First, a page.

A new study confirms what many long suspected about the use of service dogs with children who have autism: they help reduce stress and behavior problems.

Canadian researchers tracked 42 children with autism who were paired with specially-trained service dogs. Researchers then measured the cortisol present in the children’s saliva — which correlates to a person’s stress level — before the dogs were placed with the kids, while the dogs were in use and after the dogs were removed.

Typically, cortisol spikes a half hour after a person wakes up and then decreases throughout the remainder of the day. Before receiving the dogs, the children showed a 58 percent rise in cortisol after waking. That amount dropped to 10 percent after the dogs were placed with the families. When the dogs were later removed, the children with autism experienced a rise in cortisol levels to 48 percent.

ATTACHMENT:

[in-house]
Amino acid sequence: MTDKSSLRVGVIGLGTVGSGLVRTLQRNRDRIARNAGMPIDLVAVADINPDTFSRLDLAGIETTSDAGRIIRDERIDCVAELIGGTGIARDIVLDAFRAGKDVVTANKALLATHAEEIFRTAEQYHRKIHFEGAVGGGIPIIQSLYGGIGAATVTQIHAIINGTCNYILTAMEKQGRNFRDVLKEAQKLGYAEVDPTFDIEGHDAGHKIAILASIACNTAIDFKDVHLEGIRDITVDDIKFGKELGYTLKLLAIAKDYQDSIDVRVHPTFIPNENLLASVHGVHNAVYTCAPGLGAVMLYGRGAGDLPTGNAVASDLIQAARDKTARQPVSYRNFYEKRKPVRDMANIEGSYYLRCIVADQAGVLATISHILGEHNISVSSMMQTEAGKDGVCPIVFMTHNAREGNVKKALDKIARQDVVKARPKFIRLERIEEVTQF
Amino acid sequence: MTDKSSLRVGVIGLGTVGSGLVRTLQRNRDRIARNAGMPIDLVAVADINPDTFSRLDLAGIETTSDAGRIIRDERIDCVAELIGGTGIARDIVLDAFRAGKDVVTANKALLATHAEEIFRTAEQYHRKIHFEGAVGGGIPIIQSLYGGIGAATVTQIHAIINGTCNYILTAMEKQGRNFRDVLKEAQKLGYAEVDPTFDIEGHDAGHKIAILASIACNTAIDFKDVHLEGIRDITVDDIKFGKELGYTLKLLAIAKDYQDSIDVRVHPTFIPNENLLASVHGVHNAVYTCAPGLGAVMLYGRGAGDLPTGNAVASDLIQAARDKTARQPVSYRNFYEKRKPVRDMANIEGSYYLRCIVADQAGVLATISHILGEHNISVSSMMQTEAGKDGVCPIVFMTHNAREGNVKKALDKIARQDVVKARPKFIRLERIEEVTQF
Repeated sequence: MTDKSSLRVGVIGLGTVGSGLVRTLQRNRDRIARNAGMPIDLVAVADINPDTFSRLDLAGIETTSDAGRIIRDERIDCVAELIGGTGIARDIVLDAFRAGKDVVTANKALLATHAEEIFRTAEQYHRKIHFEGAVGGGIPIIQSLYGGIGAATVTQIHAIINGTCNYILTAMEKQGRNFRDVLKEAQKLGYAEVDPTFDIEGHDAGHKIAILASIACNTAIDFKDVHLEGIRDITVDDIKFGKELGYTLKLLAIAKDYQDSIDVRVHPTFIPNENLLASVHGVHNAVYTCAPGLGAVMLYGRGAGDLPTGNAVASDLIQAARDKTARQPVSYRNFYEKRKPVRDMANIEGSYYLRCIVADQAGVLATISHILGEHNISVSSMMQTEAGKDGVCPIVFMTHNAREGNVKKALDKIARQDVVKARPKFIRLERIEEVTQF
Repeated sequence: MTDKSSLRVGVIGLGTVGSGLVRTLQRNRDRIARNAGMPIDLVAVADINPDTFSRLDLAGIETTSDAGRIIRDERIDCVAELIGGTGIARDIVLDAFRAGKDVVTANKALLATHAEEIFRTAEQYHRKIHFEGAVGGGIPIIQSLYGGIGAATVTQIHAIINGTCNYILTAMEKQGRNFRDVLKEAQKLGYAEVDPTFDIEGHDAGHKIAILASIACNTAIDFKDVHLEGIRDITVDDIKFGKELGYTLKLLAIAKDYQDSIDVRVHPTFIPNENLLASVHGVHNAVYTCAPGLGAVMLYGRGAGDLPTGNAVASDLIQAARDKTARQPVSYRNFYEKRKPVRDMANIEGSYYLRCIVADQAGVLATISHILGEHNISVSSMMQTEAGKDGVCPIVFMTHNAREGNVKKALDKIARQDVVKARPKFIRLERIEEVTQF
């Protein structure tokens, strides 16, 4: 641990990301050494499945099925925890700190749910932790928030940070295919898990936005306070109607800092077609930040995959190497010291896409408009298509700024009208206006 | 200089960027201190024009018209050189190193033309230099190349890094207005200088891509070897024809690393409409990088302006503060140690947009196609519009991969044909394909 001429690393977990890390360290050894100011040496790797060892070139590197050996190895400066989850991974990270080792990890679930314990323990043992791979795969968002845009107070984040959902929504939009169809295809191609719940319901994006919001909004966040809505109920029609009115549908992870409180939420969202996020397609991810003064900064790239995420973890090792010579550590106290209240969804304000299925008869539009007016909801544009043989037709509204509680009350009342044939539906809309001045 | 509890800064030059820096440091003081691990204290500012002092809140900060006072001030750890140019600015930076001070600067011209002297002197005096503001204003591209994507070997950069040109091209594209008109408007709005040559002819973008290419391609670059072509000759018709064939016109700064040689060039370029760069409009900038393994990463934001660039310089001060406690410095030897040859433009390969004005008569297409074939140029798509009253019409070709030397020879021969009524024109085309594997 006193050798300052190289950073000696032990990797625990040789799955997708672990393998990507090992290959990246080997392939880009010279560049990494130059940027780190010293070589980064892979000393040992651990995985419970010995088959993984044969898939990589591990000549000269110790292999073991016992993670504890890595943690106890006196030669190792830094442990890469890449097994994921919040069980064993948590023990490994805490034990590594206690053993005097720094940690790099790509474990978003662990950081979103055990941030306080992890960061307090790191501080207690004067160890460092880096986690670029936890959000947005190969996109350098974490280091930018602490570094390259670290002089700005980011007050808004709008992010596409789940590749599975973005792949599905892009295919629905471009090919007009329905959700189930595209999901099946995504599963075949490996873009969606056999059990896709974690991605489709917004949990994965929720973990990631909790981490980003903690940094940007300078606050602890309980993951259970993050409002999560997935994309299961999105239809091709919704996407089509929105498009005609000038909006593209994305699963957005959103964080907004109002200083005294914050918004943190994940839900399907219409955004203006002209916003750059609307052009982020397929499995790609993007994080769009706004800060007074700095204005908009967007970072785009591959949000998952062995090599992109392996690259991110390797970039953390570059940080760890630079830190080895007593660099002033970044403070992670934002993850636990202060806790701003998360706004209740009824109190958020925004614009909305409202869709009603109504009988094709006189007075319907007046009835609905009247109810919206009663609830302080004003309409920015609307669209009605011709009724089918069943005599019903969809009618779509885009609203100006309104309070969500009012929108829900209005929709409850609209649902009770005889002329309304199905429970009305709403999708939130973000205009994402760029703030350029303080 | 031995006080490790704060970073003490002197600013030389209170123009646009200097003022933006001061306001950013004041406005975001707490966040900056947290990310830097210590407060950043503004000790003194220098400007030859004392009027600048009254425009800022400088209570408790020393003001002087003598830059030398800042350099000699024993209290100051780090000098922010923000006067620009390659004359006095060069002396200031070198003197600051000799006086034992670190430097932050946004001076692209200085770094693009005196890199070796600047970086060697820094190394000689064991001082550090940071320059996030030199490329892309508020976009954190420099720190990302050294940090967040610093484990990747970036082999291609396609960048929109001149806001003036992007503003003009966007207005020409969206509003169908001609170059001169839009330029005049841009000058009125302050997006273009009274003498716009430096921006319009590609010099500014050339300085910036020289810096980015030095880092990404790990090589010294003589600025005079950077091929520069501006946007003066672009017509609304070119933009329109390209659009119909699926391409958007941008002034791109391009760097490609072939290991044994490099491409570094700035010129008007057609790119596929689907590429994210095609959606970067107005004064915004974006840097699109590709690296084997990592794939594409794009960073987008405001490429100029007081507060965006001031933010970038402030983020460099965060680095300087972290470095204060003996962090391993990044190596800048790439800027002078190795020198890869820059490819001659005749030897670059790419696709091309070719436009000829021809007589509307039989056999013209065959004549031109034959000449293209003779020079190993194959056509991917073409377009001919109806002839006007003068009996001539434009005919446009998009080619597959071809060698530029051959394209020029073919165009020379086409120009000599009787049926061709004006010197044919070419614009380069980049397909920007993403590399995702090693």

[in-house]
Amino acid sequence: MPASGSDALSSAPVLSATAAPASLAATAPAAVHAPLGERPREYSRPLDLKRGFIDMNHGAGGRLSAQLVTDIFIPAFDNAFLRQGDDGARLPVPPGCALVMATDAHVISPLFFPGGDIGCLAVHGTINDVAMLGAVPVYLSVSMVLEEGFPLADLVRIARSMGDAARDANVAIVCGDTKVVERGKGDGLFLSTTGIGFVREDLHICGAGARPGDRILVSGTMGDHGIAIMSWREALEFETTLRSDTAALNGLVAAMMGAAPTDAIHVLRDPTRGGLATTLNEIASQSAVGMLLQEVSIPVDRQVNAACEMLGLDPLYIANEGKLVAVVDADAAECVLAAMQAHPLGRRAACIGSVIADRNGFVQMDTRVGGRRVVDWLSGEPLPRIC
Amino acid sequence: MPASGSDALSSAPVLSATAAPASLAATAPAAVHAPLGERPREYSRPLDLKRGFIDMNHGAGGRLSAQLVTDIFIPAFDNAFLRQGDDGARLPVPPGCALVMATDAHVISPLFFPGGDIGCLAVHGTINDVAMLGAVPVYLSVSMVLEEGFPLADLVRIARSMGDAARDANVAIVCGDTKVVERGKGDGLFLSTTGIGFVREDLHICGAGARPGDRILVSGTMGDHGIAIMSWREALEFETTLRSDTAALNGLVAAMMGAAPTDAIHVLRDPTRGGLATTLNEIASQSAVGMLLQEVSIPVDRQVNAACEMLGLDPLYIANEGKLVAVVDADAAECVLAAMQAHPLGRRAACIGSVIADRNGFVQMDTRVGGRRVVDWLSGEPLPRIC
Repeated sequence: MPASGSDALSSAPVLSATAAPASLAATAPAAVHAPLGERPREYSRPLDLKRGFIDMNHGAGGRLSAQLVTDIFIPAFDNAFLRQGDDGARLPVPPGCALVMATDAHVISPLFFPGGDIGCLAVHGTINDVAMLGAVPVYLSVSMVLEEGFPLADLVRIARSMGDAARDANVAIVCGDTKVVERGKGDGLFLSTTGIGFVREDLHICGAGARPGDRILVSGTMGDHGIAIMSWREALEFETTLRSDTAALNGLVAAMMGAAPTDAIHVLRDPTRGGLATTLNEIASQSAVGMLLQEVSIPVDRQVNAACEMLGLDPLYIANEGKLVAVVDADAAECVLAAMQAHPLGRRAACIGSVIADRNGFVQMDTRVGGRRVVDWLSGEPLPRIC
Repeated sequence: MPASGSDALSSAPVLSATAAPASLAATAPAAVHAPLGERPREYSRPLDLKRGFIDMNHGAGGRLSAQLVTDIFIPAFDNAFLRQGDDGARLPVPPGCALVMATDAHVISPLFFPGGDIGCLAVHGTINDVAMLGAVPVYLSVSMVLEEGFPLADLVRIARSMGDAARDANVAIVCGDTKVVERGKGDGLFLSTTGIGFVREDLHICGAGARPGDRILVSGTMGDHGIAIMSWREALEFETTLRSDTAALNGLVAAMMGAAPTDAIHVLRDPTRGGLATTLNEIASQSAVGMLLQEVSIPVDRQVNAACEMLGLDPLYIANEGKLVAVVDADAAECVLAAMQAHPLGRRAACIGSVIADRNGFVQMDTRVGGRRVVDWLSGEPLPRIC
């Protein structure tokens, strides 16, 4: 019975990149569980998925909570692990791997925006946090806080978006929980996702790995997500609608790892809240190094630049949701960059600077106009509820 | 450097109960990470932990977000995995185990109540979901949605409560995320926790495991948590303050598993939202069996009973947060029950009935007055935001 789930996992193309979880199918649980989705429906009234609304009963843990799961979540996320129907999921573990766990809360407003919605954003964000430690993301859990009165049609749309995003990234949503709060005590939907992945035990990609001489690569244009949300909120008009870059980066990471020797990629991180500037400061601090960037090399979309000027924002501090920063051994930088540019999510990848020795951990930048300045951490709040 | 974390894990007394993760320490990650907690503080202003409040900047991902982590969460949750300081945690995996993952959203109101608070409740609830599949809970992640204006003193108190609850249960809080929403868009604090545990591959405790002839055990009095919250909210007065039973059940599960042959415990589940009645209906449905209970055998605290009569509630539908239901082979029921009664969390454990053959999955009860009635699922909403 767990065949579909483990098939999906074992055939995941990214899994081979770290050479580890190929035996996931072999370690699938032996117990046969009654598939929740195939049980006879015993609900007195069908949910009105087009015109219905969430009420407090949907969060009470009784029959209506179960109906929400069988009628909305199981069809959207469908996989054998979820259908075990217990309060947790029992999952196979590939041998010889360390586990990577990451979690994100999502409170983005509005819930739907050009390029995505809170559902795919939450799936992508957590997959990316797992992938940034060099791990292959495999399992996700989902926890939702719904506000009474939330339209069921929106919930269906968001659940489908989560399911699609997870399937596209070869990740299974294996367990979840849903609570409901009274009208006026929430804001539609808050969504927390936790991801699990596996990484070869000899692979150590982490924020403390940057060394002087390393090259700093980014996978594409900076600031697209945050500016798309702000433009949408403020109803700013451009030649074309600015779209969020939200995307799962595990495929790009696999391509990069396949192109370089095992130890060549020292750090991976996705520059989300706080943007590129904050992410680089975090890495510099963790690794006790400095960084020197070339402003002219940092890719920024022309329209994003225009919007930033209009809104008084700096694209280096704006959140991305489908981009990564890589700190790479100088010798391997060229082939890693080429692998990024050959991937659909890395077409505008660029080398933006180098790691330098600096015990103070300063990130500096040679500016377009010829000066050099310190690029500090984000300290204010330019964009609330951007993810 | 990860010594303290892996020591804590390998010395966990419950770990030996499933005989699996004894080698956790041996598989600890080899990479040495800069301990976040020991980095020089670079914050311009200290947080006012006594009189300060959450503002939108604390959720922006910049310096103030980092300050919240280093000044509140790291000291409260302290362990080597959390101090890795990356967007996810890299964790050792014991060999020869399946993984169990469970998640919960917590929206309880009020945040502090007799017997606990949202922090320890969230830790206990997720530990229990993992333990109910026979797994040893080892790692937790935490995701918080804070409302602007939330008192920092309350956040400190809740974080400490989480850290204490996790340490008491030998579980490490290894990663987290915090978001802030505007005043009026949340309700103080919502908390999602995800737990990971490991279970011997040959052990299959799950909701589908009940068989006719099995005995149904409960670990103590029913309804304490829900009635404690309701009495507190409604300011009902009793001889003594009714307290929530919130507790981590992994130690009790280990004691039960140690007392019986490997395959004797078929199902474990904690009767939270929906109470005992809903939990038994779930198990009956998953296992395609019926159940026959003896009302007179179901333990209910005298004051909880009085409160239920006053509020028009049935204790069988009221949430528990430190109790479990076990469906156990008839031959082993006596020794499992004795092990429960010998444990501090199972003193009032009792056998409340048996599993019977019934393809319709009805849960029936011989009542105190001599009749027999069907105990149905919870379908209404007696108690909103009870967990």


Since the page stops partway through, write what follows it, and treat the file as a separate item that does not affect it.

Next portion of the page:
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“Our findings showed that the dogs had a clear impact on the children’s stress hormone levels,” said Sonia Lupien, a professor at the Université de Montréal who worked on the study which was published in the journal Psychoneuroendocrinology. “I have not seen such a dramatic effect before.”

In addition to measuring cortisol levels, Lupien and her colleagues had parents complete questionnaires about the children’s behavior both with and without the dogs. On average, parents reported 25 behavior issues while living with the dog versus 33 otherwise.

The study is believed to be the first to measure the physiological impact of service dogs on children with autism.

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